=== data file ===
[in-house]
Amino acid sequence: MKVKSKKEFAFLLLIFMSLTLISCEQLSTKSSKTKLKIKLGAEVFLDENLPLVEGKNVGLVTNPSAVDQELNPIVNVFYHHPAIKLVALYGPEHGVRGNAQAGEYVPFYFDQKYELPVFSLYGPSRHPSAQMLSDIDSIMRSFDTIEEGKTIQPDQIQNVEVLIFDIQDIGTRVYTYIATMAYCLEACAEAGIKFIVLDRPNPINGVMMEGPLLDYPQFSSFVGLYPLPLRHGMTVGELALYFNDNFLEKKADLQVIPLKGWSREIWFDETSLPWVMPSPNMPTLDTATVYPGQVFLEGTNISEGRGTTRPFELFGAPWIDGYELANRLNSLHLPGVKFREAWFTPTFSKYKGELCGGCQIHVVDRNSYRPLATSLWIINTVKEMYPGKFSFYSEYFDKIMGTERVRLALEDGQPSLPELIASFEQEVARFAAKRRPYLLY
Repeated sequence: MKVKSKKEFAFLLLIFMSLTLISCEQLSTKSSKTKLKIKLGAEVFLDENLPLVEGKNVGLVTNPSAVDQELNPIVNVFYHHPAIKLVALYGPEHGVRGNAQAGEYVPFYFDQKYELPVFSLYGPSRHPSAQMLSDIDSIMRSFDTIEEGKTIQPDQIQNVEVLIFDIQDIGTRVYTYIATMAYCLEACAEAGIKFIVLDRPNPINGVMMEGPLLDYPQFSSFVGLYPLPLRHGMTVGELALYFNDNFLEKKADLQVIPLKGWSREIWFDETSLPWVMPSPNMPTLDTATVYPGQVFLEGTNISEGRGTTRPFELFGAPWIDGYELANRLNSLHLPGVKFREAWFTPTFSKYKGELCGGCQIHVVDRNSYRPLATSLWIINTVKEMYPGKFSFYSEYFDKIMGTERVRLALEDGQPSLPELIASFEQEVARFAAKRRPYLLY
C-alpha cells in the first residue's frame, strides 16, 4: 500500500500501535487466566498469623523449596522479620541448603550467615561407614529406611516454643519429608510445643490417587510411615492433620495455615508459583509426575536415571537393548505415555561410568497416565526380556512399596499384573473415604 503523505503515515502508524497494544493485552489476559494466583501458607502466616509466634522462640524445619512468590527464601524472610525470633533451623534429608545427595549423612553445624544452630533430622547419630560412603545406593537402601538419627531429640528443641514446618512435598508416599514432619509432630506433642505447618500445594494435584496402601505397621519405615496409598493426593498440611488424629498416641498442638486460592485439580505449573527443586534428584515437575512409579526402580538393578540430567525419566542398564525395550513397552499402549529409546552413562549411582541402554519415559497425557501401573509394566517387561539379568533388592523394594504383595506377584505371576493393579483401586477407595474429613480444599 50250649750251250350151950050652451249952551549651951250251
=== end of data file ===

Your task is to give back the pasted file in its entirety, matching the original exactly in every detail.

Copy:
[in-house]
Amino acid sequence: MKVKSKKEFAFLLLIFMSLTLISCEQLSTKSSKTKLKIKLGAEVFLDENLPLVEGKNVGLVTNPSAVDQELNPIVNVFYHHPAIKLVALYGPEHGVRGNAQAGEYVPFYFDQKYELPVFSLYGPSRHPSAQMLSDIDSIMRSFDTIEEGKTIQPDQIQNVEVLIFDIQDIGTRVYTYIATMAYCLEACAEAGIKFIVLDRPNPINGVMMEGPLLDYPQFSSFVGLYPLPLRHGMTVGELALYFNDNFLEKKADLQVIPLKGWSREIWFDETSLPWVMPSPNMPTLDTATVYPGQVFLEGTNISEGRGTTRPFELFGAPWIDGYELANRLNSLHLPGVKFREAWFTPTFSKYKGELCGGCQIHVVDRNSYRPLATSLWIINTVKEMYPGKFSFYSEYFDKIMGTERVRLALEDGQPSLPELIASFEQEVARFAAKRRPYLLY
Repeated sequence: MKVKSKKEFAFLLLIFMSLTLISCEQLSTKSSKTKLKIKLGAEVFLDENLPLVEGKNVGLVTNPSAVDQELNPIVNVFYHHPAIKLVALYGPEHGVRGNAQAGEYVPFYFDQKYELPVFSLYGPSRHPSAQMLSDIDSIMRSFDTIEEGKTIQPDQIQNVEVLIFDIQDIGTRVYTYIATMAYCLEACAEAGIKFIVLDRPNPINGVMMEGPLLDYPQFSSFVGLYPLPLRHGMTVGELALYFNDNFLEKKADLQVIPLKGWSREIWFDETSLPWVMPSPNMPTLDTATVYPGQVFLEGTNISEGRGTTRPFELFGAPWIDGYELANRLNSLHLPGVKFREAWFTPTFSKYKGELCGGCQIHVVDRNSYRPLATSLWIINTVKEMYPGKFSFYSEYFDKIMGTERVRLALEDGQPSLPELIASFEQEVARFAAKRRPYLLY
C-alpha cells in the first residue's frame, strides 16, 4: 500500500500501535487466566498469623523449596522479620541448603550467615561407614529406611516454643519429608510445643490417587510411615492433620495455615508459583509426575536415571537393548505415555561410568497416565526380556512399596499384573473415604 503523505503515515502508524497494544493485552489476559494466583501458607502466616509466634522462640524445619512468590527464601524472610525470633533451623534429608545427595549423612553445624544452630533430622547419630560412603545406593537402601538419627531429640528443641514446618512435598508416599514432619509432630506433642505447618500445594494435584496402601505397621519405615496409598493426593498440611488424629498416641498442638486460592485439580505449573527443586534428584515437575512409579526402580538393578540430567525419566542398564525395550513397552499402549529409546552413562549411582541402554519415559497425557501401573509394566517387561539379568533388592523394594504383595506377584505371576493393579483401586477407595474429613480444599 50250649750251250350151950050652451249952551549651951250251